Grindelwald's WWII Reference In 'Fantastic Beasts' Was Horrifying Yet Compelling
Back in the days when Harry Potter was the only wizarding world franchise, not much was understood about Grindelwald other than he was German and Dumbledore defeated him in 1945. With such scant details to follow, most fans understood the Dumbledore/Grindelwald showdown was an easy shorthand explanation for the magical world's reading of World War II. But with Fantastic Beasts & Where To Find Them revealing the wizarding world was part of World War I, that began to change. Now, with Grindelwald's WWII reference in Fantastic Beasts 2, Grindelwald has a new argument for his cause. Warning: Spoilers for Fantastic Beasts: The Crimes of Grindelwald follow.
Grindelwald's rise is still a parable where he is analogous to Hitler. His ultimate plan, as Vinda Rosier blurts out at one point, is the kill all the muggles for the crime of being born the way they are. It's just, unlike World War II, where most of the anti-semitism feelings were ginned up with false claims and racist rhetoric, Grindelwald actually has an argument he is making which wizards and witches can feel better about what they are buying into. At least, it's an argument that makes them feel good about the idea they should rule over the Muggle populations.
By adding to the narrative the wizarding world was caught up in the Great War like everyone else during the 1910s, the series gives wizards and witches a reason to feel an aversion to getting involved in another muggle-based war. Grindelwald's reveal during his speech then includes the future holds another great and terrible war, with images of the London Blitz and Hiroshima punctuating his rhetoric. Suddenly his argument he's just doing this because Muggles cannot be left to run the planet on their own feels like something most wizards and witches with even the smallest of superiority complexes can easily buy into.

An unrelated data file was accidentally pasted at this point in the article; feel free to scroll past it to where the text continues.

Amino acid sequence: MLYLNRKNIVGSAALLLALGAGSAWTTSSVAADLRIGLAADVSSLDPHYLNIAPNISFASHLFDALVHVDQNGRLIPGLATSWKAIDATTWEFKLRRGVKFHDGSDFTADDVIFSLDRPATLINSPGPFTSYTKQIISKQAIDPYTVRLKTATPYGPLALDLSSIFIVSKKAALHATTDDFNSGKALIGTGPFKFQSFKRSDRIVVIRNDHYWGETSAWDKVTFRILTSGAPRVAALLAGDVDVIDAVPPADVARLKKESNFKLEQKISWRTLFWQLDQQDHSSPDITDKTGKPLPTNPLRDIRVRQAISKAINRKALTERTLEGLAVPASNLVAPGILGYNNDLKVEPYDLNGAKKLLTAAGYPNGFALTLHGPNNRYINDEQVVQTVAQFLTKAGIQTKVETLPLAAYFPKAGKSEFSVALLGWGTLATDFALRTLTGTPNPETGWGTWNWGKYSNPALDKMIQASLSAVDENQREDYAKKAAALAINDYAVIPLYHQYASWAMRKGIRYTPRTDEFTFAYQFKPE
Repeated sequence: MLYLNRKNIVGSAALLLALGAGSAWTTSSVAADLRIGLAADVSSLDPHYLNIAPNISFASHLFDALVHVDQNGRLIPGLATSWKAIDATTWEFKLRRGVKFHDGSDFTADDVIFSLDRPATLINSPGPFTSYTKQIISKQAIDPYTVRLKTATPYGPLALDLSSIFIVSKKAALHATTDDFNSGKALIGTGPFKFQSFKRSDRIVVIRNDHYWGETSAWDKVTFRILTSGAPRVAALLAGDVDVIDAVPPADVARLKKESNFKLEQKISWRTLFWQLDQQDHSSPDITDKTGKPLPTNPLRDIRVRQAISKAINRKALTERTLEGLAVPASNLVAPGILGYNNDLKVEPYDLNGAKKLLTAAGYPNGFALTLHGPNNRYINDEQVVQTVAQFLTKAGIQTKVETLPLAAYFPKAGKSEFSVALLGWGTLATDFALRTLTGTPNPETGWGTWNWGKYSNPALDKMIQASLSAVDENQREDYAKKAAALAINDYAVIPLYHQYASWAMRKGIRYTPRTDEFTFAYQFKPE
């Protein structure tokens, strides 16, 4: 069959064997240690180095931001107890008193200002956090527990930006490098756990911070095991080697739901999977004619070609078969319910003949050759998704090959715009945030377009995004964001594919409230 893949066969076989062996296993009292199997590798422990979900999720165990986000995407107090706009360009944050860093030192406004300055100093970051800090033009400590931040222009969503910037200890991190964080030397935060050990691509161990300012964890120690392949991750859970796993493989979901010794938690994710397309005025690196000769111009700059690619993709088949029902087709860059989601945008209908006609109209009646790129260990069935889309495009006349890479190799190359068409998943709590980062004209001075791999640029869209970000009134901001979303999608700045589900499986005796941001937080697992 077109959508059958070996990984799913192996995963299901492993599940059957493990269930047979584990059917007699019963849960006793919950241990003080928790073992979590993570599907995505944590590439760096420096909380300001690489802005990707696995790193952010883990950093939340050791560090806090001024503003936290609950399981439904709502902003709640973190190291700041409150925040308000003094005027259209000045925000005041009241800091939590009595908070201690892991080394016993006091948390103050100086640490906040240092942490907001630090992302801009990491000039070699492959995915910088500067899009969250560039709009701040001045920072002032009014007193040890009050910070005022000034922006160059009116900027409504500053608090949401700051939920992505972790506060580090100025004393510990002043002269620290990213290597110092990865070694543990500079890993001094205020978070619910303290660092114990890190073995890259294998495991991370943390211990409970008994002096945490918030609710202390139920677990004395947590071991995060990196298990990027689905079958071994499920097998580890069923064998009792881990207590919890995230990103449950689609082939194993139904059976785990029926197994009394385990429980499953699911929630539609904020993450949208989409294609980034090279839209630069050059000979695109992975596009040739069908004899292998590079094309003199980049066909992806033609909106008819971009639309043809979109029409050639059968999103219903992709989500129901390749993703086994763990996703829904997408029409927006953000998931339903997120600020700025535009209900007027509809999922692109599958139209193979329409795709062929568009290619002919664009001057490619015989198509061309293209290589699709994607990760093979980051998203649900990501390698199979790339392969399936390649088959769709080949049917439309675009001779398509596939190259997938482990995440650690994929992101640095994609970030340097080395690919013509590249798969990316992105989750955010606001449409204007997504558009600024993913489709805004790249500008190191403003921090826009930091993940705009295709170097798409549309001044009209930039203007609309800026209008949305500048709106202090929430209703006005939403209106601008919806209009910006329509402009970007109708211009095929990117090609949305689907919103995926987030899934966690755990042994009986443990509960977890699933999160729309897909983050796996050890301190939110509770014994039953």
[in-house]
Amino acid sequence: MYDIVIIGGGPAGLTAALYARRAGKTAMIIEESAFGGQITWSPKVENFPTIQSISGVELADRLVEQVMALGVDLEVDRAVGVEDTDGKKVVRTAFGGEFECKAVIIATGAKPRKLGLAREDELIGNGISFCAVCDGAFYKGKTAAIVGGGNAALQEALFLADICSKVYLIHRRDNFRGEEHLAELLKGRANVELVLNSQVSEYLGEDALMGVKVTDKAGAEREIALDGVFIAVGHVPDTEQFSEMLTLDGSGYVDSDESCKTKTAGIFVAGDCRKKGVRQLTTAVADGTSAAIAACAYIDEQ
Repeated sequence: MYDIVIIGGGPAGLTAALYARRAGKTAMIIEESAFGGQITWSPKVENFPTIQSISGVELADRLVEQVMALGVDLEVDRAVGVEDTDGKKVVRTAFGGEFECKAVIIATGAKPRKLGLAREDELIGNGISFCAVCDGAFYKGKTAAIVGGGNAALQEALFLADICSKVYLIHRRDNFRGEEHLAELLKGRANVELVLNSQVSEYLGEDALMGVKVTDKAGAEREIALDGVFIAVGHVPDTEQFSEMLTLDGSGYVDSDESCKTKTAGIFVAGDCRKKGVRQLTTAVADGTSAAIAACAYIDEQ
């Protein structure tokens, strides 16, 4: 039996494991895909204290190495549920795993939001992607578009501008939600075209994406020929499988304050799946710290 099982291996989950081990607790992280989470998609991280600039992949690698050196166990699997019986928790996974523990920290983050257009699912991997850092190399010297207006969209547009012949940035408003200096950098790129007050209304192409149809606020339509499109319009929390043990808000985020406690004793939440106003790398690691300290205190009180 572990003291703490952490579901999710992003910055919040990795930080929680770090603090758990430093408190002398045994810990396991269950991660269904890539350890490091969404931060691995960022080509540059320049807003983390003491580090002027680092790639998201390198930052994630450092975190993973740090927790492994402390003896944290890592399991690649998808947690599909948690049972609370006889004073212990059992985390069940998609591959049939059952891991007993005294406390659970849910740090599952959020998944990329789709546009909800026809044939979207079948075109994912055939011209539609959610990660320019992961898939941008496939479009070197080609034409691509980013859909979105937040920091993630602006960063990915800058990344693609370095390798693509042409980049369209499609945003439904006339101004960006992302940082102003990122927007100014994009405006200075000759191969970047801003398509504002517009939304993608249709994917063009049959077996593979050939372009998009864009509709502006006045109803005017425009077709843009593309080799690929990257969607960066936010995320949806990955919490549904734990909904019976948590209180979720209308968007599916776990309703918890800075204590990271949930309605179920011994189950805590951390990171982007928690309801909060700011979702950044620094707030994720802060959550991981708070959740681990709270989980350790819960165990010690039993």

As Grindelwald reminds Rosier, they "don't talk about" the ultimate plan to eradicate Muggles from the earth completely. This is something to worry about down the line. The way to get people to join their cause is to talk about things like "freedom to live openly," which those living in the oppressive American wizarding world, like Queenie, can appreciate.
But even though this complicates Grindelwald's message making it easier for those who would be against him otherwise, it's a bit confusing for audiences to process. So Grindelwald would have stopped the Holocaust? Well yes, but he would have replaced it with a far larger one, eventually killing all non-magical peoples across the world. He really is "Wizarding World Hitler." He's just using Hitler's own war to promote his own.
Grindelwald is seductive to those who are unhappy and are looking for a message about how their lives can be made better. As MACUSA President Seraphina Picquery notes, he is too persuasive by half, which is why they cut out his tongue. Too bad the tongue they cut out wasn't really Grindelwald's. It would have made the rest of this story so much less complicated.